Investigating why U.S. homebuyers have increasingly preferred fixed-rate mortgages to adjustable-rate mortgages (ARMs) in recent years, authors Emanuel Moench, James Vickery and Diego Aragon find that the trend predominantly reflects the same long-run factors that drove mortgage choice in earlier periods—namely, the term structure of interest rates and its effects on the pricing of different kinds of mortgages. Supply-side factors, in particular a rise in the share of mortgages eligible to be securitized by the housing government-sponsored enterprises, also play a role in the low current ARM share.
According to Moench, Vickery and Aragon, the share of adjustable-rate mortgages has fluctuated significantly over time, and accounted for up to 60 to 70 percent of all mortgage originations at one point in the mid-1990s. In the last several years, the ARM share has declined significantly to less than 10 percent, a near-record low.
The authors begin their analysis by reviewing the competing explanations for the decline in the ARM share. One view holds that this decline is closely related to the financial crisis, and particularly to such developments as the collapse of the securitized nonprime mortgage market, where ARMs predominated. A second and related view holds that the heavy publicity surrounding high default rates on subprime ARMs and the "payment shock" triggered by interest rate resets on ARMs drove down demand for the adjustable-rate mortgages. A third view attributes the decline to changes in the term structure of interest rates and its effects on the pricing of mortgages.
To test these competing theories, Moench, Vickery and Aragon conduct a statistical analysis using loan-level mortgage data from Lender Processing Services and from the Federal Housing Finance Agency's Monthly Interest Rate Survey. They construct a model that contains a variety of variables that might help explain mortgage choice, including the term premium on Treasury yields (the difference between current long-term Treasury yields and average expected short-term interest rates), the spread between interest rates on fixed- and adjustable-rate mortgages, and variables that capture changes in lending standards and household liquidity constraints.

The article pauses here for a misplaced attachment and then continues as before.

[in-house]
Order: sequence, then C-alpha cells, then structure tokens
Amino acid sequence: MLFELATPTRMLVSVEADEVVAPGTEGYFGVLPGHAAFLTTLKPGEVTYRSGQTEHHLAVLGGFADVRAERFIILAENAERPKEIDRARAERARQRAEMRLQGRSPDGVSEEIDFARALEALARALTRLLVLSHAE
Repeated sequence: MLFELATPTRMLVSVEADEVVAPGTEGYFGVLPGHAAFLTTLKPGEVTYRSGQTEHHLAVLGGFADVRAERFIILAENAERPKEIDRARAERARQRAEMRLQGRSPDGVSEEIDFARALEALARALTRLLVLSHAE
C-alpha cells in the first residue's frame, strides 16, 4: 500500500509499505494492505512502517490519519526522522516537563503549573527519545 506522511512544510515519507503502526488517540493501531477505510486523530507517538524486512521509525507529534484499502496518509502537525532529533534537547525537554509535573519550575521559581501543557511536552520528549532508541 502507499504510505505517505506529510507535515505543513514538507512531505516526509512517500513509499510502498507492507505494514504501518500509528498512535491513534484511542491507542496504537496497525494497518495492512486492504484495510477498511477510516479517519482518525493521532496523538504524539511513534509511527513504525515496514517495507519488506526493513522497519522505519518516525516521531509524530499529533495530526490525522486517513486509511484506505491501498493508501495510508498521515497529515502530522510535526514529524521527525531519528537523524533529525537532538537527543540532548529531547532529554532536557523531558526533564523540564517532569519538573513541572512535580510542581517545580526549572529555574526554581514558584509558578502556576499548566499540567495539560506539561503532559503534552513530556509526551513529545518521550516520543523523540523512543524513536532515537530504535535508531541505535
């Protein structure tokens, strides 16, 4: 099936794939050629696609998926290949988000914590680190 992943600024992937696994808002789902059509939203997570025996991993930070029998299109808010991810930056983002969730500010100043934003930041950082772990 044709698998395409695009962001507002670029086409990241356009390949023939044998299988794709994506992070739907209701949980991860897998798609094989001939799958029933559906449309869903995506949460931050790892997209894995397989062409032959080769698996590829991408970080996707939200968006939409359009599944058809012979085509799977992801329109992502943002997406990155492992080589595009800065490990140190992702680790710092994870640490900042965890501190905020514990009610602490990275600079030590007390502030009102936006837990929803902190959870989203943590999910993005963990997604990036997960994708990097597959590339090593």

The model performs well in explaining the decline in the market share of adjustable-rate mortgages in recent years. A "rule-of-thumb" variable that measures the difference between current long-term interest rates and an average of recent short-term interest rates proves to be the most important determinant of the ARM share historically, and also accounts for most of the recent decline in the popularity of adjustable-rate mortgages. In addition, the authors find that a drop in the fraction of "jumbo" mortgage loans—loans that exceed the limits established for mortgages purchased by the housing GSEs Fannie Mae and Freddie Mac—may also have contributed to the reduced ARM share. This represents a composition effect—for a variety of institutional reasons, the share of ARMs is significantly higher in the jumbo market than in the "conforming" market.
Emanuel Moench is an economist in the Capital Markets Function and James Vickery an economist in the Financial Intermediation Function of the Federal Reserve Bank of New York. Diego Aragon, an assistant economist in the Financial Intermediation Function at the time this article was written, is now pursuing a master’s degree in Public Affairs at Princeton University.Why Is the Market Share of Adjustable-Rate Mortgages So Low? »